The New York Review of Books - 24.04.2020

(Axel Boer) #1

14 The New York Review

everyone there was another world, ‘far
other worlds, and other seas,’ even,
and I was wrong, there’s just one, and
furthermore, because there’s only one,
what they say online is all there is.”
These pathetic Brooklynites have
had a dreadful lesson: the materialists
were right all along. Politics, and love
too, are matters of this world only,
metaphysical poetry has no greater
application than adorning a bicep, and
God really is dead. That a reader might
have feared otherwise has to do less
with genre—Overthrow has no espe-
cial engagement with science fiction or
other fantastical modes—than with the
sensitivity and softness Crain brings to
his characterizations and the weight-
lessness with which he sketches its New
York setting. Matthew begins the novel
with “that go-for-broke attitude toward
sex that people reach just as they’re
about to age out of their years of being
attractive,” but there is nothing more
explicit in Overthrow than a few Shake-
spearean dick jokes, and in Matthew
especially we see a young man coming
to terms with feelings that don’t get
much airtime nowadays, of honor and
duty, of failure and grace.
Much of it comes to us in a style that
isn’t so much recherché as agreeably
unfashionable, with frequent third-
person Jamesian reflections on what
one character means to another in ab-
stract terms. And all of it takes place
in a peskily scrubbed New York, a city
that defines Overthrow yet refuses to
appear. Crain’s characters may “pro-
tasize” rather than speculate, they may
engage in “susurrus” rather than whis-
per, but one word they do not know is
“Brooklyn,” which does not appear

anywhere across four hundred pages
almost wholly drained of proper nouns.
For Crain, the Brooklyn Bridge is only
“the bridge,” in lowercase, identified
by “the wire diamonds of the suicide
barrier,” while the George Washington
Bridge is clangingly glossed as “one
of the lime green metal bridges that
join the city to the continent.” A gallery
of the Frick Collection is “the million-
aire’s parlor.” Flatbush Avenue is “a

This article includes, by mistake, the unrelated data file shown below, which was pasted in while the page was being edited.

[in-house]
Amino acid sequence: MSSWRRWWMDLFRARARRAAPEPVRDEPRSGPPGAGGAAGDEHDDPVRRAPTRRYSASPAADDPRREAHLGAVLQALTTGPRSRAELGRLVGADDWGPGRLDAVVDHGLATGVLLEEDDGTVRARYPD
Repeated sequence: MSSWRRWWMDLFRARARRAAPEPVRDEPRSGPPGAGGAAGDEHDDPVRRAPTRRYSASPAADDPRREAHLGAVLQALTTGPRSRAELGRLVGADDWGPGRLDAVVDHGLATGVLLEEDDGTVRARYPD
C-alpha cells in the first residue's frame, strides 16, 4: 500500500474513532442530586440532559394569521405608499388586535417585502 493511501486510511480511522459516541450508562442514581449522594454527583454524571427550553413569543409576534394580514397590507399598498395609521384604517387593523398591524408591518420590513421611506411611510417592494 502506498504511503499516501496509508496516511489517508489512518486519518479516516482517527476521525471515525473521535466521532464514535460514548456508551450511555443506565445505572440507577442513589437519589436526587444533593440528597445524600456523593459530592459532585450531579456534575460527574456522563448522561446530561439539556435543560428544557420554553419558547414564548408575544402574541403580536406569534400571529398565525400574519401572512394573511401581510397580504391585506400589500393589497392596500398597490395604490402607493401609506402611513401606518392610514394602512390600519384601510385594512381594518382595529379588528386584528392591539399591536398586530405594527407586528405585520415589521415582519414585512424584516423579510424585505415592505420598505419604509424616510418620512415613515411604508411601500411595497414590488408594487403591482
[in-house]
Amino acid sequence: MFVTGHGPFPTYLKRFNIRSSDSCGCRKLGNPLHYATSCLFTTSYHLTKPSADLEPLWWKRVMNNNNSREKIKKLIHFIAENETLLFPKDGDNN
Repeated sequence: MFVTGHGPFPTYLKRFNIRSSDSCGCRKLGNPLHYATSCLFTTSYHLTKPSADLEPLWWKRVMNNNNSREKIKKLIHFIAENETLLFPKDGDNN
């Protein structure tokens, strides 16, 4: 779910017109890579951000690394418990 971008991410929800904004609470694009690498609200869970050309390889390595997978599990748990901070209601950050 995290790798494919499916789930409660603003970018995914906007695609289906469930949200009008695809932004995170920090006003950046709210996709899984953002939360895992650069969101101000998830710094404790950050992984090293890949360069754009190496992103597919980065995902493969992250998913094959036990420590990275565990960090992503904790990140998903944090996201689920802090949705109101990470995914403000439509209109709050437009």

broad nineteenth-century avenue [that]
ran to the sea.”
This is a stylistic tic, a bit like Jane
Austen or Charlotte Brontë glossing
a n E n g l i s h reg io n a s “ –––––– s h i re,” a nd
yet to anyone who has the most basic
familiarity with New York, Crain’s coy-
ness quickly takes on an unintended
comedy. 311 gets the verbose genteel-
ism “the common three-digit phone
number for all city services.” The New
York Times (for which I could give you
a few choice euphemisms) becomes
“the city’s largest broadsheet,” though
he does name good old n+1, I suppose
because its title is lowercase. Even Oc-
cupy Wall Street is stripped of its geo-
graphical specificity: in this book it’s
merely “Occupy.” Crain goes so far as
to extend this coyness to dialogue: in
one ridiculous passage a lawyer warns
his clients not of Rikers Island, but
“the island the city ships people to.”
It’s as if Crain is embarrassed that he
has written so Brooklyn a novel, whose
three most fully drawn characters are
all borough-standard failed writers of
the sort that everyone I know slept with
in our twenties and has tried to avoid in
our thirties: (1) a commitment- phobic
perpetual grad student well behind
on his Ph.D., (2) a poet with “mean-

ingful” tattoos but no serious publica-
tion history working as a barista, and
(3) a tarot-card reading, heteroflexible
magazine fact checker who eats barley
and arugula salads. Brooklyn, Brook-
lyn, Brooklyn! Write what you know,
I guess—but Crain’s extreme nega-
tion of proper nouns comes across as a
stratagem, not wholly unsuccessful, to
remind a younger readership that these
Brooklynites were once more than the
sum of their activities and phone re-
cords. Afloat in a New York stripped
of signifiers, they still have space to feel
and not merely to do. He’s using style
as a wedge, to recall how quickly we al-
lowed form to be eaten alive by charac-
ters and messages, and to examine how
art, as much as life, has been reduced to

My impression throughout was that
Crain wants to let subject matter dis-
solve into Jamesian form but knows
that the audience for art is well dimin-
ished. He has watched, this past de-
cade, as technology has sanded down
the human faculties of observation and
attention that have fueled art and liter-
ature since the eighteenth century, and
he is trying to fight a rearguard defense
through both subject and manner. For
the technological breakthroughs that
initially seemed to fuel Occupy and
2011’s other people-power movements
turned out to be far more sinister, and
this goes beyond the Wired truism that
the Internet, once seen as a decentered
force for liberation, eventually became
a tool of monopolies and spies. As
Crain understands, the true turning
point in twenty-first-century human
character came not with the Web,
which may have delivered slight ac-
celerations in media transmission, but
with the smartphone, which enacted
sea changes in both surveillance and,
more relevantly to Overthrow, psycho-
logical autonomy.
Like few other novels, and certainly
more than you’d expect from its James-